a new dawn for the dowdy doppelganger

Dawn Langley Simmons (1937-2000) was born Gordon Langley Hall, the illegitimate son of Vita Sackville-West’s chauffeur.  

image of Gordon before becoming Dawn found here

“Jack Hitt, a journalist who grew up in Charleston across the street from Mrs. Simmons and wrote about her for GQ magazine, remembered her as a figure with a piercing stare, a pillbox hat and ”a Dippity-Do hairstyle, a dowdy doppelganger of Jackie Kennedy.’

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Mrs. Simmons was a person around whom legends swirled. She lived in a grand house filled with antiques and a hidden garden. She was said to have had a coming-out party for two of her dogs, who were displayed on velvet cushions in the living room, dressed in chenille, long gloves and pearls.

image found here

Mrs. Simmons was born with an adrenal abnormality that caused her female genitalia to resemble a male’s and was thus raised as a boy. She always maintained that she was — unequivocally — female. In his late teens, Mr. Hall emigrated to Ontario, where he worked as a missionary, teacher and midwife among the Ojibwa Indians, according to his book about his experiences, ”Me Papoose Sitter”. He also wrote books about Princess Margaret, Jacqueline Kennedy and American Evangelism.

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Moving to New York in his twenties, Mr. Hall met the actress Margaret Rutherford. She and her husband, Stringer Davis, were so enchanted with Gordon that they adopted him.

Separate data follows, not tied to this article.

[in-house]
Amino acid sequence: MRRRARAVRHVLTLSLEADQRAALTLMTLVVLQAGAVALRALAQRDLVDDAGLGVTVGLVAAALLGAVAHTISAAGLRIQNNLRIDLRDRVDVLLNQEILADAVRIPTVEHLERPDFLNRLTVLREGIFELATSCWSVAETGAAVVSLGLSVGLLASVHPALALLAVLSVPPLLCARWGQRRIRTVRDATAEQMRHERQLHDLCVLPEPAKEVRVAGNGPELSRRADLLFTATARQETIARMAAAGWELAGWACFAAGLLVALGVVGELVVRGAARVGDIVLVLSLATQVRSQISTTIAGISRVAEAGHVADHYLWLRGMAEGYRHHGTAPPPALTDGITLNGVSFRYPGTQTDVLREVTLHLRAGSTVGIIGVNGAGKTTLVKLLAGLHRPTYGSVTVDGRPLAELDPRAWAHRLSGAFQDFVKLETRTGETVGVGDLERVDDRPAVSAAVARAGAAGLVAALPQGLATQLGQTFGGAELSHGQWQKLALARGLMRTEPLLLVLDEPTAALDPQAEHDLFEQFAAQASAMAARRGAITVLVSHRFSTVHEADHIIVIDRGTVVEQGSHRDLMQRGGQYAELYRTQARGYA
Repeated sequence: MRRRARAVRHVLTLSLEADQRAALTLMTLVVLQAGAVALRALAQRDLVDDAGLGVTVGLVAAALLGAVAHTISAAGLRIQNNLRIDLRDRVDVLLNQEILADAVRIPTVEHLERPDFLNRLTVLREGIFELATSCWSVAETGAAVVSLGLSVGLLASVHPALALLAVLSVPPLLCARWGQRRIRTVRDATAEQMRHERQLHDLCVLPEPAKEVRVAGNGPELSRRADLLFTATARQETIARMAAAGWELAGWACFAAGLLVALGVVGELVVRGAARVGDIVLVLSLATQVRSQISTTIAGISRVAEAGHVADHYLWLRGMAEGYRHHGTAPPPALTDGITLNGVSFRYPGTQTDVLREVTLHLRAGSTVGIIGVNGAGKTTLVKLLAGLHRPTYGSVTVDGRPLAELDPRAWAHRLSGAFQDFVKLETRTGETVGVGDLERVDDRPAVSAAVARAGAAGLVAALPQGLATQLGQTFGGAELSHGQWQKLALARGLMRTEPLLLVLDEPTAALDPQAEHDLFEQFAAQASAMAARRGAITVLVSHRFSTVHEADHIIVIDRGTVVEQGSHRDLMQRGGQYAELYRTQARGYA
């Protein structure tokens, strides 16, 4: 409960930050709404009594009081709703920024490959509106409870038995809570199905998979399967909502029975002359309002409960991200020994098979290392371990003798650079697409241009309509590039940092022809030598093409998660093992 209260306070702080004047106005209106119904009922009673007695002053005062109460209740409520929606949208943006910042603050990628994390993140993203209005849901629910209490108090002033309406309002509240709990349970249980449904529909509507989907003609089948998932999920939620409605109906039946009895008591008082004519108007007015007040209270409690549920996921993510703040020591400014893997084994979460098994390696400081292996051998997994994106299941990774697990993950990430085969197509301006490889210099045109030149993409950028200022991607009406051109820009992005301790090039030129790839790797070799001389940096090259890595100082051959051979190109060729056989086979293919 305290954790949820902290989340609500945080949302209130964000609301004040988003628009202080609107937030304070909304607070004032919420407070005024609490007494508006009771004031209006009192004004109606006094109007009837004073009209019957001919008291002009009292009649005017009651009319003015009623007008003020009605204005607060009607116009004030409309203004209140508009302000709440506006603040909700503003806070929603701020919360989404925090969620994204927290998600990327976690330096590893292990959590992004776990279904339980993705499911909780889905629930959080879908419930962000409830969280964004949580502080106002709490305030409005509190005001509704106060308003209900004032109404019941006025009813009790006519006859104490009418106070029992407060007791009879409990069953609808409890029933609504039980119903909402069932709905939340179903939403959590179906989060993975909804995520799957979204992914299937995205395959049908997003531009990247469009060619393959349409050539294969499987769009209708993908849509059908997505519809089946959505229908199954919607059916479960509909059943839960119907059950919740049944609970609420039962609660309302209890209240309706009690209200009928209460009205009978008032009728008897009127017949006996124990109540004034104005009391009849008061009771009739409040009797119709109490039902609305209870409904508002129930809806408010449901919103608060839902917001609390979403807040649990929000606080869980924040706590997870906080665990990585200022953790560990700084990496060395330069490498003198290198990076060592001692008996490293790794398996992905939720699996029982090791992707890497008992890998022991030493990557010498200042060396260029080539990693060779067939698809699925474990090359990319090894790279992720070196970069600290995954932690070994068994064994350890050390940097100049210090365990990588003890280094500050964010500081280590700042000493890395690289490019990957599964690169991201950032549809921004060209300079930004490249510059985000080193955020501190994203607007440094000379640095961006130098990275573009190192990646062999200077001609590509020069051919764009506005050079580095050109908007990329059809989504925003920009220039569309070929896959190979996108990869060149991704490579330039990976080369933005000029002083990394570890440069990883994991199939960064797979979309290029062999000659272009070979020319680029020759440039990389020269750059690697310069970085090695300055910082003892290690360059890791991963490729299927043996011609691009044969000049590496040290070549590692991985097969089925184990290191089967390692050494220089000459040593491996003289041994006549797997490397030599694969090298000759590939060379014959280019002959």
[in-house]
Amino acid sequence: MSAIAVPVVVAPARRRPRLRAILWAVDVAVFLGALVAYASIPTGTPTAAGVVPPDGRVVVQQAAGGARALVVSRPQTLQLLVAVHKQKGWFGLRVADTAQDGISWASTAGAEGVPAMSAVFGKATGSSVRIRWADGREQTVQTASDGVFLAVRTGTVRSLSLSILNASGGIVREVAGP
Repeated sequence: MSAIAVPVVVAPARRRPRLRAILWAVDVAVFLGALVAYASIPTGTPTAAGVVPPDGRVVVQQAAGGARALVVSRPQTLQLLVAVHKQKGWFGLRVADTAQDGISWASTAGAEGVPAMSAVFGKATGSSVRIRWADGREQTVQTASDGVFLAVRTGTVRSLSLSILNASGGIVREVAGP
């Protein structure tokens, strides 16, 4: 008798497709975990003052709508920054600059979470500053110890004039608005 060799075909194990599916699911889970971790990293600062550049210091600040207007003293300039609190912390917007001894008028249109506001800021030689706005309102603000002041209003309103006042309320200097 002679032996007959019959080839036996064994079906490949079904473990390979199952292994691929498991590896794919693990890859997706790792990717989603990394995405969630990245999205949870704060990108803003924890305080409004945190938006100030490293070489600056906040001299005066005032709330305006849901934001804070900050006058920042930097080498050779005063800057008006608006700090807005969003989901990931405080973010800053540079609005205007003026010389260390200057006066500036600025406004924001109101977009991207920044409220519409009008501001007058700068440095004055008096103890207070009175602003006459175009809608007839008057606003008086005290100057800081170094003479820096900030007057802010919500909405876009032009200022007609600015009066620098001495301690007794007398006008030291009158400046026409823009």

Stringer and Margaret found here

During that time Gordon also befriended the painter Isabel Whitney, who left him $2 million at her death in 1962. He moved to Charleston, settling into a faded 1840 house on Society Street in the Ansonborough section, which had a large gay population. He became friendly with Charleston’s grandes dames, restored his house and filled it with Chippendale furniture, mirrors said to belong to George Washington, and bed steps said to have been owned by Robert E. Lee.

image by Joan Perry found here

Then in 1968 Gordon underwent a sex change operation at Johns Hopkins Hospital in Baltimore, and became Dawn Pepita Langley Hall. The following year she married her 22-year-old black butler, John-Paul Simmons. The publisher of ”Dawn: A Charleston Legend” was quoted as calling it the first documented interracial marriage in Charleston’s history. A bomb threat forced the couple to move the wedding from a Baptist church to the bride’s home, and the gifts were destroyed by a firebomb.